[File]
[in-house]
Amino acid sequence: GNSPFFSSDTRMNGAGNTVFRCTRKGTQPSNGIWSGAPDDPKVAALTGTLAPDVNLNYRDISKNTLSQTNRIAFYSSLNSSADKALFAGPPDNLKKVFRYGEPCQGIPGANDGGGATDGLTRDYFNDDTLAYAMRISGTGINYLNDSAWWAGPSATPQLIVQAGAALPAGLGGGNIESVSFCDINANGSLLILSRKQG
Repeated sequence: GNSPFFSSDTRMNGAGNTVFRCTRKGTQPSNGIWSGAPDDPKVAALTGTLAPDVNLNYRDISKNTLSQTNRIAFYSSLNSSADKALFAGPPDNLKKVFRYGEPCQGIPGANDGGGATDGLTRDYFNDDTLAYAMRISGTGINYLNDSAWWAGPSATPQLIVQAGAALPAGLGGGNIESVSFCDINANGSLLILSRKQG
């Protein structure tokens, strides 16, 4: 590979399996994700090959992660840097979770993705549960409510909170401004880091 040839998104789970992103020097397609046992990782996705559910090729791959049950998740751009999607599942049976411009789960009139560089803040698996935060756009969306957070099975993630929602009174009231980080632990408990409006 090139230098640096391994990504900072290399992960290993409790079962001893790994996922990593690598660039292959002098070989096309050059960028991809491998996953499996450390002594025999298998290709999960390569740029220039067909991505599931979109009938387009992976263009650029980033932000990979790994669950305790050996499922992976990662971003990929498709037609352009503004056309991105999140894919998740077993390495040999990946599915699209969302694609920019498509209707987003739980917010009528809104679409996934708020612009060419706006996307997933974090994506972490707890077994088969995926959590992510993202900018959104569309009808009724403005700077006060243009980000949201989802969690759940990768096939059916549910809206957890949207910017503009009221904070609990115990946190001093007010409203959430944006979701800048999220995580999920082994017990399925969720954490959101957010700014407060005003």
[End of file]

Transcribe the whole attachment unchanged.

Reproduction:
[in-house]
Amino acid sequence: GNSPFFSSDTRMNGAGNTVFRCTRKGTQPSNGIWSGAPDDPKVAALTGTLAPDVNLNYRDISKNTLSQTNRIAFYSSLNSSADKALFAGPPDNLKKVFRYGEPCQGIPGANDGGGATDGLTRDYFNDDTLAYAMRISGTGINYLNDSAWWAGPSATPQLIVQAGAALPAGLGGGNIESVSFCDINANGSLLILSRKQG
Repeated sequence: GNSPFFSSDTRMNGAGNTVFRCTRKGTQPSNGIWSGAPDDPKVAALTGTLAPDVNLNYRDISKNTLSQTNRIAFYSSLNSSADKALFAGPPDNLKKVFRYGEPCQGIPGANDGGGATDGLTRDYFNDDTLAYAMRISGTGINYLNDSAWWAGPSATPQLIVQAGAALPAGLGGGNIESVSFCDINANGSLLILSRKQG
């Protein structure tokens, strides 16, 4: 590979399996994700090959992660840097979770993705549960409510909170401004880091 040839998104789970992103020097397609046992990782996705559910090729791959049950998740751009999607599942049976411009789960009139560089803040698996935060756009969306957070099975993630929602009174009231980080632990408990409006 090139230098640096391994990504900072290399992960290993409790079962001893790994996922990593690598660039292959002098070989096309050059960028991809491998996953499996450390002594025999298998290709999960390569740029220039067909991505599931979109009938387009992976263009650029980033932000990979790994669950305790050996499922992976990662971003990929498709037609352009503004056309991105999140894919998740077993390495040999990946599915699209969302694609920019498509209707987003739980917010009528809104679409996934708020612009060419706006996307997933974090994506972490707890077994088969995926959590992510993202900018959104569309009808009724403005700077006060243009980000949201989802969690759940990768096939059916549910809206957890949207910017503009009221904070609990115990946190001093007010409203959430944006979701800048999220995580999920082994017990399925969720954490959101957010700014407060005003």